The last few days at Engage have been very interesting and extremely useful. The event began on Monday for me, with Red Pill Now’s Take-5 Modernization workshop. The event was very well received, reinforcing my experiences from the face-to-face Domino Jam and since, namely that design thinking is a powerful and effective approach for engaging a diverse set of individuals to achieve better answers to more complex questions. The facilitators (plus “Mat Newman” in the corner) helped direct the teams well and keep it entertaining, in fierce competition from the room’s temperature!
From the OGS, my first comment has to be big thanks to Theo for his lovely gift for me and Roberto Mazzoni, following our announcement as IBM Lifetime Champions. I know from previous events what’s involved in getting that particular Trappist beer and I look forward to enjoying it (though I’m not sure I’ll find it on Untappd to check in).
The announcements around Connections and Watson Workspace were combined under the heading of Intelligent Workstream Collaboration. These include templates coming to Watson Workspace in the next quarter timeframe and “intelligent meetings” to follow. These will be significant enhancements for the business value of the product. There will be enhancements also to Connections, though an injection of pace is needed to keep it prominent in ICS announcements.
It wasn’t the only new name during the event, with HCL’s ICS efforts coming under the umbrella name “Collaboration Workflow Platforms”, which neatly and effectively markets the strengths of the products.
HCL’s offering is SaaS-based and includes HCL Advisor, a cloud planning and remediation tool. There are aspects of Notes Client applications that are not well designed for remote servers (NRPC is very chatty), so this will be useful. And the ability to drill down on usage by department will help enterprise IT departments cross-charge for their Domino infrastructure in a way that’s never been available before. It will be interesting to see if that functionality comes in the future for on premises. It may even be part of the improved statistical reporting that will come with Domino 10, I’m not sure.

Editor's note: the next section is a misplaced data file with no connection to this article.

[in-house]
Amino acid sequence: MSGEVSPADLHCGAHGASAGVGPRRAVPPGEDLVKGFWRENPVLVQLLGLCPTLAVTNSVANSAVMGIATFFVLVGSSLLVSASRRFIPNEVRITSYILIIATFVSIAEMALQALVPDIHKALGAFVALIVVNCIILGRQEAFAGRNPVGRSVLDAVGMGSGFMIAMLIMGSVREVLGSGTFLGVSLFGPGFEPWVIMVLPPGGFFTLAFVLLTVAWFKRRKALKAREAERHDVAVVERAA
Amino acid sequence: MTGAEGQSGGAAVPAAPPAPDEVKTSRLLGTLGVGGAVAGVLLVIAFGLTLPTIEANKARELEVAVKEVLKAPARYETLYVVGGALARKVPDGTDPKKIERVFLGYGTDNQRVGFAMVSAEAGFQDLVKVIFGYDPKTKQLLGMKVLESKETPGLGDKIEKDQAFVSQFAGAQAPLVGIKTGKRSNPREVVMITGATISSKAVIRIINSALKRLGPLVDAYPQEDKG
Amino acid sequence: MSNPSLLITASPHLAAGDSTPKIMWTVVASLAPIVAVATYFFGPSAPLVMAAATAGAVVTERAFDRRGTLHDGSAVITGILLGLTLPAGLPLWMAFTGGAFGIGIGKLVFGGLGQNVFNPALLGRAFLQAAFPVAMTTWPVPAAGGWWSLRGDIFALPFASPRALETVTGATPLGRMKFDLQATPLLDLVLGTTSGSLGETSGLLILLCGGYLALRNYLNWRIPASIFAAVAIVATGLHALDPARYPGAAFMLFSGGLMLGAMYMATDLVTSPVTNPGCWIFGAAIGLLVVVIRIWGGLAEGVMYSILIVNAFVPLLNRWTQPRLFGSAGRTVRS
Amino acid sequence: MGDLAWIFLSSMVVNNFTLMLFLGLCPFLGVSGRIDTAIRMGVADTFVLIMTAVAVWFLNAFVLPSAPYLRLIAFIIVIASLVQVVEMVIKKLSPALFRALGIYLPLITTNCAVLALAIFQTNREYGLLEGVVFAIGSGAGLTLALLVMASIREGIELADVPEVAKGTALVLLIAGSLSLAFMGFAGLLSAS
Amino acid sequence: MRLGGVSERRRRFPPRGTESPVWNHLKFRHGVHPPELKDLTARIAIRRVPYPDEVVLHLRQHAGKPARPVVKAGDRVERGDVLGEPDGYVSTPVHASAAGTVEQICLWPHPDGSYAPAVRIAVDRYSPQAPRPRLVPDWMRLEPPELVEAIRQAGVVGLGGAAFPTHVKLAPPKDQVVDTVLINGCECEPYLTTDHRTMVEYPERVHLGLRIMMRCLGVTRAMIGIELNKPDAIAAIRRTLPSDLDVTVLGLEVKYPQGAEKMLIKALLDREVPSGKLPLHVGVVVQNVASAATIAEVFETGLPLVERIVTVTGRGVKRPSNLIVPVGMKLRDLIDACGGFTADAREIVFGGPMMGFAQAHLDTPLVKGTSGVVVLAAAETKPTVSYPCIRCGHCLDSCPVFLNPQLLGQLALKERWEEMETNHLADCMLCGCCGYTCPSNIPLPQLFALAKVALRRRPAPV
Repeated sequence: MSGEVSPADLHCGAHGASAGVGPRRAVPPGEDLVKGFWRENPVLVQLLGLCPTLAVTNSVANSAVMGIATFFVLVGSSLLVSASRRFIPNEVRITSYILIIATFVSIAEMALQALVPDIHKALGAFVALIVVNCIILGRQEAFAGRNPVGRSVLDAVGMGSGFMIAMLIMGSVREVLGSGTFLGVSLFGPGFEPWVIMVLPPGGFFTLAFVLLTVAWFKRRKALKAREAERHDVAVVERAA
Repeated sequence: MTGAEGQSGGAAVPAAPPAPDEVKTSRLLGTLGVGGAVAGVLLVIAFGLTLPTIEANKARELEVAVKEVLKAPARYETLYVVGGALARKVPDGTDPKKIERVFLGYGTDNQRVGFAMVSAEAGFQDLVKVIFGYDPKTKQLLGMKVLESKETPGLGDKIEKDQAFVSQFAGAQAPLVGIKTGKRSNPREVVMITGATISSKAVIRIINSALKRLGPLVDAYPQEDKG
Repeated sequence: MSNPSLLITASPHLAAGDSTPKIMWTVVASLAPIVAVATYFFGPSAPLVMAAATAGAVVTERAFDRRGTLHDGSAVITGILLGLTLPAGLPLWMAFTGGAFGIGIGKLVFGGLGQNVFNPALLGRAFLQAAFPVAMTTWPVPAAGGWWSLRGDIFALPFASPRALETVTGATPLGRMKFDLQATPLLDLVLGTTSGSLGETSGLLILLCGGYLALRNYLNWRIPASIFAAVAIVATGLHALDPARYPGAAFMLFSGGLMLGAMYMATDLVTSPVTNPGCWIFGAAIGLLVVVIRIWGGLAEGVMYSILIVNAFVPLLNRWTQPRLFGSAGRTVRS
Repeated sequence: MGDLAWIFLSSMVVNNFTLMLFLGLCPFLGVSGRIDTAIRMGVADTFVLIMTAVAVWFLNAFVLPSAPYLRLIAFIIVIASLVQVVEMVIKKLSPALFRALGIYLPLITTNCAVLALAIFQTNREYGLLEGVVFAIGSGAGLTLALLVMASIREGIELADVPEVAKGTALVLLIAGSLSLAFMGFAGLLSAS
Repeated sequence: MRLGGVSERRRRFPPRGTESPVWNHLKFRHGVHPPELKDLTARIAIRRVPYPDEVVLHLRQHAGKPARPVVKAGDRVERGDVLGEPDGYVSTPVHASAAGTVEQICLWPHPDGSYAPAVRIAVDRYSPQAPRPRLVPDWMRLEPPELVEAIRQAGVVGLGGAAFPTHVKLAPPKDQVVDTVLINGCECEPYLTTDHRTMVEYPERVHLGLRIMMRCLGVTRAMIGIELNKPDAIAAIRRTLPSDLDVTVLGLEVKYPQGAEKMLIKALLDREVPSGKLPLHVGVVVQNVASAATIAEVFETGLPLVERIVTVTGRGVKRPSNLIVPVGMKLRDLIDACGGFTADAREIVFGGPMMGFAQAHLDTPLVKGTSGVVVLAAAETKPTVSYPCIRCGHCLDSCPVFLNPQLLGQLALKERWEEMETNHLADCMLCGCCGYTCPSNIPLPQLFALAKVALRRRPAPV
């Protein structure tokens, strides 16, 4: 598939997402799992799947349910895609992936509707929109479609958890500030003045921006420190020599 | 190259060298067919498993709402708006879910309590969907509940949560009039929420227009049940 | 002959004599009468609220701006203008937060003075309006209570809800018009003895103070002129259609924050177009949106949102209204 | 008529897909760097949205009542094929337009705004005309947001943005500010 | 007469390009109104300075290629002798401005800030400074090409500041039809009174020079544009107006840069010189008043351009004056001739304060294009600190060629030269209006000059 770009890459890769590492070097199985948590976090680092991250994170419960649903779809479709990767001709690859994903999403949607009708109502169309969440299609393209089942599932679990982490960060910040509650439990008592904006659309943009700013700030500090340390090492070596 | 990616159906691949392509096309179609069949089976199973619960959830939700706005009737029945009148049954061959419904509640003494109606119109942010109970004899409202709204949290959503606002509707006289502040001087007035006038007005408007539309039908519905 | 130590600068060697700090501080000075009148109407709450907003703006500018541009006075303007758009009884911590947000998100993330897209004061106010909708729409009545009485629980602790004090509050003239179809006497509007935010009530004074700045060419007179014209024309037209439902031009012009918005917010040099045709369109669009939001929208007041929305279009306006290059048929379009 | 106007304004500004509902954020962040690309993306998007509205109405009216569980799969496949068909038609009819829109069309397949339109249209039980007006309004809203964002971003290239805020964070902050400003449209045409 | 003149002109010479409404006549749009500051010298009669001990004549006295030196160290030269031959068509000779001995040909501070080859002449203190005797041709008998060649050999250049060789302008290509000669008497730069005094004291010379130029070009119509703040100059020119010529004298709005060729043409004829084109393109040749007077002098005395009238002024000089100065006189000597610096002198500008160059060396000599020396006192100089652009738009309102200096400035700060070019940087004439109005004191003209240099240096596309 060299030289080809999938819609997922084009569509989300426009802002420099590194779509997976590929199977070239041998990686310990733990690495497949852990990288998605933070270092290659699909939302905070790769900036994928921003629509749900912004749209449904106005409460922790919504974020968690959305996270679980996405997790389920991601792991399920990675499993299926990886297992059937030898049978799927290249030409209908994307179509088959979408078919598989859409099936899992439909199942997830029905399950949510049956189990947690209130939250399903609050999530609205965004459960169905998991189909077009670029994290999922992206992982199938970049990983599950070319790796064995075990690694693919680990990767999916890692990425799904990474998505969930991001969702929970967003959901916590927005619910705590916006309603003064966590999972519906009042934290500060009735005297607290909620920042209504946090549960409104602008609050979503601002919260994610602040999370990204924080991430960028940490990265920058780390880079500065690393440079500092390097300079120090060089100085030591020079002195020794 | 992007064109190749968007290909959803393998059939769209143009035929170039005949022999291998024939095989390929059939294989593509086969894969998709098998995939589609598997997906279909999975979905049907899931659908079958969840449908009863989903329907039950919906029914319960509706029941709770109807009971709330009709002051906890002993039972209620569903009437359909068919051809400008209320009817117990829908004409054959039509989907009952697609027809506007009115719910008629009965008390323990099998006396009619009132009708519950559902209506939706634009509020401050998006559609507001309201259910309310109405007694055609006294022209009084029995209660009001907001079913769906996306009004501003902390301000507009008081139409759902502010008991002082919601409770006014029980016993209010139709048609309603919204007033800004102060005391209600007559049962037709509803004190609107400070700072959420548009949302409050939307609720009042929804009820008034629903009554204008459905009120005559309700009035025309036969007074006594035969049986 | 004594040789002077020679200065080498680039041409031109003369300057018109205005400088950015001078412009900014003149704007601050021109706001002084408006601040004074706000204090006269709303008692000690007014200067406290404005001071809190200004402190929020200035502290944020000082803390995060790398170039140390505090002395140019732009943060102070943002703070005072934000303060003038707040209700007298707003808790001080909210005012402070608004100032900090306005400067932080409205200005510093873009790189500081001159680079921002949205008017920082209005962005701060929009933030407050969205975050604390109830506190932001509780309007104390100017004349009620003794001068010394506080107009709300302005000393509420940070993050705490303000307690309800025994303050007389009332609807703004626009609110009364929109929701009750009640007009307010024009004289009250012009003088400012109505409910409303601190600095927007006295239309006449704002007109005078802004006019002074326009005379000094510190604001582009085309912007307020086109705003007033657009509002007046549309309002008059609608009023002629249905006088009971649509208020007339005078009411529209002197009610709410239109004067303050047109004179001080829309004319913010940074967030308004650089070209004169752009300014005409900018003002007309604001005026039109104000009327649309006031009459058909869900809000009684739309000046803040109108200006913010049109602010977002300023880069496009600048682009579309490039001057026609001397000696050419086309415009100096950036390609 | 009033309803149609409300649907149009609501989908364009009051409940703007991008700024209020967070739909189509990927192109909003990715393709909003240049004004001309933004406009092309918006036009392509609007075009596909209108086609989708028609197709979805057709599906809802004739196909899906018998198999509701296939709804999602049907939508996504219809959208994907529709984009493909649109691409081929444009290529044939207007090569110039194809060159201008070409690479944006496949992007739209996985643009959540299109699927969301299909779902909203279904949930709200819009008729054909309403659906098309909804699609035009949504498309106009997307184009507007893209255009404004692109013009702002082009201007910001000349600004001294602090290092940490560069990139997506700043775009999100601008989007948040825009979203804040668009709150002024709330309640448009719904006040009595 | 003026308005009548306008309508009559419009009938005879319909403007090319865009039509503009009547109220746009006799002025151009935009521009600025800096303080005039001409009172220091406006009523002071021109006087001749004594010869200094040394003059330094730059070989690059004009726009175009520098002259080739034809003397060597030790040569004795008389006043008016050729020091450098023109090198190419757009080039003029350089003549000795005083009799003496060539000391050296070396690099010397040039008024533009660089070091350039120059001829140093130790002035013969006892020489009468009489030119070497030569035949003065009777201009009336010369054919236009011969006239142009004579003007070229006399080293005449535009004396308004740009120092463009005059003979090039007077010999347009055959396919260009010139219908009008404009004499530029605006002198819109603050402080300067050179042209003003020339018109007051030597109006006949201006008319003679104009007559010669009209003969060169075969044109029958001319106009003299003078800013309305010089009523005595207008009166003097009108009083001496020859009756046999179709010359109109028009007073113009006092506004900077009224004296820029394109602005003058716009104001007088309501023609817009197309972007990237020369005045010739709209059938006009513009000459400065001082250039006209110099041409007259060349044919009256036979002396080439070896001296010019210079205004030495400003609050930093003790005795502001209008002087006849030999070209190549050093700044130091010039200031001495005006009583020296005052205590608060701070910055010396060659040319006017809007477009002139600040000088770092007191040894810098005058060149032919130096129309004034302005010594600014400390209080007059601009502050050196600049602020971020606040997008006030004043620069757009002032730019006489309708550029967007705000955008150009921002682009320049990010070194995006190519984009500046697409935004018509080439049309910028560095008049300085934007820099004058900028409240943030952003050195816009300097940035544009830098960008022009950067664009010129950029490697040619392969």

Also on Tuesday I was delighted to receive one of the “golden tickets” to HCL’s CWP factory in July. It’s going to be a fascinating and interesting event along the journey to Domino 10 and beyond.
In terms of Domino news, the biggest was by far the announcement of HCL Places. Thomas Adrian has proven with Intrapages that Domino can do file sharing, news streams, people etc. So there should not be a doubt that those services can be delivered successfully and scalably without resorting to other technologies. And there will be customers for some years that cannot share content into the cloud for AI. This taps into those needs. And an app dev platform needs a compelling app at its heart, as Iris did with email and Salesforce did with a CRM. The choice of app and services at its heart will be compelling to non-Domino developers (the kinds of people HCL and IBM are trying to attract), startups and SMBs. These will add significant benefit to the “one client to rule them all” for chat, email, client apps and web apps. Personally I’ve been looking for the right client and technology for offline apps. XPiNC promised much, but quirks, challenges around deploying extensions and deprecation of XulRunner have left it as an unsatisfactory solution. The announcement of Nomad (Notes on iPad) has further challenged the idea that XPiNC could be the answer for the future. Offline Notes Client + web app for connected reporting in a single client as a seamless solution could answer the problem of providing offline while still giving the quality of visualisations expected by today’s users. It’s far from certain HCL Places will be the right fit for this use case. But there are some compelling use cases for customers and, whilst a big gamble, it’s one HCL cannot afford not to deliver on.